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Ben Rosenblum Trio Impresses at Rudy’s

It was a cold February evening in Nashville, Tennessee yet from down the block you could hear the burning fast up-tempo swing of a piano trio emanating from the confines of Rudy’s Jazz Room. Strolling into Rudy’s warrants a friendly greeting from Adam, the owner, and a packed house puts this reviewer tucked in the back corner of Nashville’s premier jazz club. The musicians on stage are cooking at well over 300 bpm as they close out their second set. The crowd is in it. As they pause for a quick break, we learn that we are listening to the Ben Rosenblum Trio, on tour from New York City. Marty Jaffe is on upright bass, Ben Zweig on drums.

Ben Rosenblum; press photo from artist website

After a quick break, the trio launches into a swinging arrangement of Randy Weston’s “Saucer Eyes” that harkens back to the great piano trios such as Oscar Peterson. Rosenblum commands the Steinway grand piano as he navigates between improvised single note lines and big band style block chords. Zweig, a young drummer in age, plays with maturity and a deep understanding of the jazz tradition, artfully setting up hits and lifting the trio to a sound that feels much larger than only three musicians. After the piano solo, Zweig switches to brushes on the drums and creates a quiet cushion of sound upon which bassist Jaffe is allowed to stretch out. A well-constructed bass solo, Jaffe makes some clear references to his influences such as the great Ray Brown, yet also lets his own voice shine in his command of the upper register of the bass. The group then showcases Zweig on drums, who chooses to remain on brushes for his feature. A somewhat elusive art, Zweig is very dynamic in his usage of the brushes on the drumkit and he brings the audience in close before switching back to sticks for a slamming finish of the piece. The crowd responds enthusiastically between bites of beignets from Rudy’s New Orleans style menu.

Before the next number, Rosenblum switches to accordion and instructs the crowd to whistle along as he plays a haunting melody that will be the theme. The trio then begins the Brazilian inspired piece at a slow swaying tempo that has a sensual, romantic flare to it. Zweig starts the piece on the tambourine-like pandeiro before gradually incorporating more elements of the drumkit. Rosenblum’s accordion melody soars over the simple bass groove and casts the audience under its spell. Just as we were all settling into the dark mood of the piece, the B section provides reprieve as it bounces along with a cheerful major theme. This contrast of minor and major sections continues throughout the piece. Rosenblum takes a simpler, melodic approach to his improvisation on this piece, often whistling the main theme along with the audience.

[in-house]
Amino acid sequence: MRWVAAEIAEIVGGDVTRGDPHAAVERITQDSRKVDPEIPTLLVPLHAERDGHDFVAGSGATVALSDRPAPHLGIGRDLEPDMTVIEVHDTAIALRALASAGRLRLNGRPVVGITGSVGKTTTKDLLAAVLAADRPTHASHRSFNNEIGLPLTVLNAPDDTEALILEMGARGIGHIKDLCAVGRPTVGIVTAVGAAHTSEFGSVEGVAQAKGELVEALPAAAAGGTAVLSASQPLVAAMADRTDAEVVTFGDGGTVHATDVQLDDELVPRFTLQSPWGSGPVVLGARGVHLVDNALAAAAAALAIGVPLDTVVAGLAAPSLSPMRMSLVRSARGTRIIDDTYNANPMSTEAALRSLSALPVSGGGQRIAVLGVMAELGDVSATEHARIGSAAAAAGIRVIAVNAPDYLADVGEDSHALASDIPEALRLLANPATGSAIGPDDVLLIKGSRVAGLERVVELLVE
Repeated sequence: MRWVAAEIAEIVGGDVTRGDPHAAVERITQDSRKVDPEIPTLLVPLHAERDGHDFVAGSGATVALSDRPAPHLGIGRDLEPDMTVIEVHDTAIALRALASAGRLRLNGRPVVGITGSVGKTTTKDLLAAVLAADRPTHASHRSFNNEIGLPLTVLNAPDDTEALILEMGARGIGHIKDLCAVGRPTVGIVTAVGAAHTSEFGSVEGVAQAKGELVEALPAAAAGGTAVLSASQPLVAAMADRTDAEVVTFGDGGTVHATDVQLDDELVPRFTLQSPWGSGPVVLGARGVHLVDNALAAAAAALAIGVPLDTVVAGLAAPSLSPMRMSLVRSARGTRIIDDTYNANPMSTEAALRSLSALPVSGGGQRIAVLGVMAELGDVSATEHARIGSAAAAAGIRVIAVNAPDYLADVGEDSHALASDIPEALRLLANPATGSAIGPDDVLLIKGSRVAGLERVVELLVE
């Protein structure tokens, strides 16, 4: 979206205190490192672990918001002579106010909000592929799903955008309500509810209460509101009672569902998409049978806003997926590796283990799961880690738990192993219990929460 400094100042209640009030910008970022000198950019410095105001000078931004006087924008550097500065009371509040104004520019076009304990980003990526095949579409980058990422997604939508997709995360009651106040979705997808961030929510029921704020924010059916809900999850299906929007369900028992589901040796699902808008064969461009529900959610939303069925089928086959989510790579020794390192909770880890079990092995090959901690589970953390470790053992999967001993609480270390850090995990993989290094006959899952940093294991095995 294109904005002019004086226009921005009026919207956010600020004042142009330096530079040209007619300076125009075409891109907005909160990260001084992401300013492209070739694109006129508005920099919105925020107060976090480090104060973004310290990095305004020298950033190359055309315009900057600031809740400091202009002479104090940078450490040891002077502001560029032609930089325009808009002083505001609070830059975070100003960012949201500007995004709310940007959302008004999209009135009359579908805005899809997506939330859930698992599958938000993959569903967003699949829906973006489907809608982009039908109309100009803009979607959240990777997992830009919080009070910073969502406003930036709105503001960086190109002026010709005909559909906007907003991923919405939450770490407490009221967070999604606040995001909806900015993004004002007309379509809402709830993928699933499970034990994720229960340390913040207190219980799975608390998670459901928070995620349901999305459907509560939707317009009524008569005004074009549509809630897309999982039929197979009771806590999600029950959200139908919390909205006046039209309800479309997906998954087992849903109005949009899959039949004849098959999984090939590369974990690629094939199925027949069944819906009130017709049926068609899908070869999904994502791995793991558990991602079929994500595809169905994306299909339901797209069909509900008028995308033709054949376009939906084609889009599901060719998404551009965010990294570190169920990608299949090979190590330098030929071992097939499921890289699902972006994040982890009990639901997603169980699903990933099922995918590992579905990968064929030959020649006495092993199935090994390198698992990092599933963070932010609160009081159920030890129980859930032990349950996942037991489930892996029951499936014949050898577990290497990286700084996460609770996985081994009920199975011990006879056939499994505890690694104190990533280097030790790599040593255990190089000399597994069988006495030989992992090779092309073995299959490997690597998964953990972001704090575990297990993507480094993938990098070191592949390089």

For the third selection of the final set, the trio dips into the great American songbook with Victor Young’s “Delilah”. Rosenblum, back at the piano, puts his own spin on the song by starting with a groovy bassline in his left hand that he uses as a platform to showcase his more modern jazz piano influences. Flashes of McCoy Tyner and Keith Jarrett show up yet never feel forced and give an ominous mode to the piece. Jaffe is the first to improvise and he builds on the ominous mood of the introduction of the piece. Lots of space between his very melodic lines on bass bring the audience in close. As Rosenblum takes command again the band launches into a swing feel with walking bassline. Zweig’s high-hat cymbal propels the band forward. Rosenblum again builds toward a big band style shout chorus that allows Zweig to really shine through the texture of the group. The group then winds the piece down, ending with the same bassline with which it began.

Ben Rosenblum Trio with Marty Jaffe (bass) and Ben Zweig (drums)

For the final piece of the evening, Rosenblum introduces an original composition entitled “Azúcar”. The trio begins by setting up a wash of sound in a minor tonality. The tempo builds into what will become an up-tempo Latin jazz feel. Although somewhat disjointed sounding, it seems the effect is intentional. Zweig is very active on the drums utilizing the various timbres that he has in his arsenal. Rosenblum shines in his improvisation as he sings along with each flourish of notes bursting forth from the piano. Again nodding to his knowledge of the jazz piano tradition, Rosenblum finishes his solo in “locked hands”, playing the same lines in both hands at the same time. The finale of “Azúcar” is highlighted by a drum solo over a vamp that Jaffe and Rosenblum play in unison. Zweig is extremely dynamic in his improvisation and the audience members are collectively bobbing their heads before the band finishes their set.

The trio received a warm reception from the packed crowd of Rudy’s. The members were all smiles as they left the stage. Overall, it was a stellar performance and quite clear that Jaffe, Zweig and Rosenblum have been working together as a trio for some time now. The trio possessed the elusive innate sense of connection that an ensemble develops only after playing together for quite a while. This was great to see in contrast to a group of hired musicians who sound great individually yet have not yet gelled as an ensemble. Rosenblum’s trio was very much a single musical unit comprised of three distinct musical personalities. It was a welcomed opportunity to see a working jazz trio from New York as they brought their hard driving, modern, yet steeped in tradition sound to Nashville, Tennessee. I am hopeful Rudy’s Jazz Room welcomes Rosenblum back again and continues to bring in such great talent moving forward.


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